You know that saying, ‘life is a roller coaster’? There’s no denying it’s true, but I’ve got to admit that nothing has caused it to feel more accurate than watching my baby son go through frequent medical ups and downs while I am powerless to stop it. Sure, life is never perfect, but compared to these last few months I feel like much of life has been more of a gradual trek up and down various hills and valleys rather than a white knuckle ride with danger around every corner. Those who have been tracking with my recent posts will have read about our family’s journey through my infant son’s initial diagnosis in the womb with a severe brain bleed and resulting hydrocephalus (extra fluid build up in the brain causing potentially dangerous pressure increases with many and varied possible outcomes, both short and long term) and our joyful relief tinged with some ongoing trepidation about the future when we were able to bring him home from the hospital, continuing to pray for healing as we sought to ‘ask boldly and surrender completely’. Now, two and a half months down the track, it’s time for an update.
Have you ever experienced a miracle? I believe I have, and two days ago my wife and I brought him home from the hospital, praise God! After an ultrasound at 32 weeks revealed two serious issues in our unborn baby’s brain, which doctors were powerless to do anything about until he arrived, our world was in many ways turned upside down as a whole swathe of possible outcomes presented by neonatologists and neurosurgeons bounced around in our heads. You can read more about that stage of our journey here, as we sought to depend on God to get us through, but I’d be lying if I said the prognosis didn’t make the last few weeks of our pregnancy quite different to the unrestrained excitement we’d experienced with our first pregnancy.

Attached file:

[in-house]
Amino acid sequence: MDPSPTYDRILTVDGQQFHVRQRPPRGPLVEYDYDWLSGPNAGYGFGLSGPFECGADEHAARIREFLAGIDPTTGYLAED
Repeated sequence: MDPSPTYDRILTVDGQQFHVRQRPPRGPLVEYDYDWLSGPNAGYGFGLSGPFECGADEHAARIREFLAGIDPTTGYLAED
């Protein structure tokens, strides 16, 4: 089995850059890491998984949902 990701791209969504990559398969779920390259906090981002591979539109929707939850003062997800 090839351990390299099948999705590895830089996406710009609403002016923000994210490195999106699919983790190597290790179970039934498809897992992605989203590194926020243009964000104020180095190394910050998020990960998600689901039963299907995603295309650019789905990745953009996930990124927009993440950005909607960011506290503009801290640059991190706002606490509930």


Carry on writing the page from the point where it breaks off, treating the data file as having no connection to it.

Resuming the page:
Thursday the 7th of June 2018 (37 weeks and 5 days) was the day we were to meet our new baby via caesarean, which had been arranged due to the fact that the swelling in the brain was causing the head circumference to measure over the 99th percentile making natural birth dangerous as contractions would put too much pressure on the brain. At 3.19pm, a baby boy – a brother to our first son, Asher – entered our family, causing us to simultaneously give thanks to God while buckling up for one of the most intense weeks of our lives. The obstetricians and neonatologists had prepared us for the fact that the baby may need to be rushed to neonatal intensive care, would likely need help feeding and need to be fed via syringe, may have a visibly disproportionate head and could have a number of other complications, with the possibility of further symptoms developing down the track. There were between 15 and 20 people in the operating theatre… not exactly a reassuring sign, but they all played their role and we were relieved to hear the first cry as this little life entered the world outside the womb.